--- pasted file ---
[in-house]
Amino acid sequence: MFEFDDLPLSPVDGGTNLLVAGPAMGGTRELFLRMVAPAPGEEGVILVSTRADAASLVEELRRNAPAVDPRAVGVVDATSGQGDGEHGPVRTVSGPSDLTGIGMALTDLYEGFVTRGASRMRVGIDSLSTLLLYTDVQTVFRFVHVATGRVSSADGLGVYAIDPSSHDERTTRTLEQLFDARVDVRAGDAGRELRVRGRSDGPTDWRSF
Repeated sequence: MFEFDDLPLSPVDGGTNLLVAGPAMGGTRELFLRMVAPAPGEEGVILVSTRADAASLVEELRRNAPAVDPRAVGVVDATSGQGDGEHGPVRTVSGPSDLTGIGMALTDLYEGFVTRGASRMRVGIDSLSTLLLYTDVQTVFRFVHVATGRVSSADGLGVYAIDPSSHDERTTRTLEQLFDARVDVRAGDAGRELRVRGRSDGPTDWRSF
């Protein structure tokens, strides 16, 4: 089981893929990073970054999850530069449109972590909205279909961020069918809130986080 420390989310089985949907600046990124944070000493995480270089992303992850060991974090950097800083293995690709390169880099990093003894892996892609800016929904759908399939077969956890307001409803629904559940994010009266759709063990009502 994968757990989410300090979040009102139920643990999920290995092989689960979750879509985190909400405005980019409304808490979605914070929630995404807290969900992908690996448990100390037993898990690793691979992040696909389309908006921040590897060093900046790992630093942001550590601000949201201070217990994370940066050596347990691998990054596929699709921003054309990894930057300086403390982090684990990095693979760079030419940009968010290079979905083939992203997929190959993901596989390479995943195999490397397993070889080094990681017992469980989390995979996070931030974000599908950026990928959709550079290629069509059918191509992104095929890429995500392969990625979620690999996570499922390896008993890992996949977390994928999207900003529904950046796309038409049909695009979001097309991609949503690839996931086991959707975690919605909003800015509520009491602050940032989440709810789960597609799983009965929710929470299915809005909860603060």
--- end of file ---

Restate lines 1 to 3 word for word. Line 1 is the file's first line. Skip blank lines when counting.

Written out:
[in-house]
Amino acid sequence: MFEFDDLPLSPVDGGTNLLVAGPAMGGTRELFLRMVAPAPGEEGVILVSTRADAASLVEELRRNAPAVDPRAVGVVDATSGQGDGEHGPVRTVSGPSDLTGIGMALTDLYEGFVTRGASRMRVGIDSLSTLLLYTDVQTVFRFVHVATGRVSSADGLGVYAIDPSSHDERTTRTLEQLFDARVDVRAGDAGRELRVRGRSDGPTDWRSF
Repeated sequence: MFEFDDLPLSPVDGGTNLLVAGPAMGGTRELFLRMVAPAPGEEGVILVSTRADAASLVEELRRNAPAVDPRAVGVVDATSGQGDGEHGPVRTVSGPSDLTGIGMALTDLYEGFVTRGASRMRVGIDSLSTLLLYTDVQTVFRFVHVATGRVSSADGLGVYAIDPSSHDERTTRTLEQLFDARVDVRAGDAGRELRVRGRSDGPTDWRSF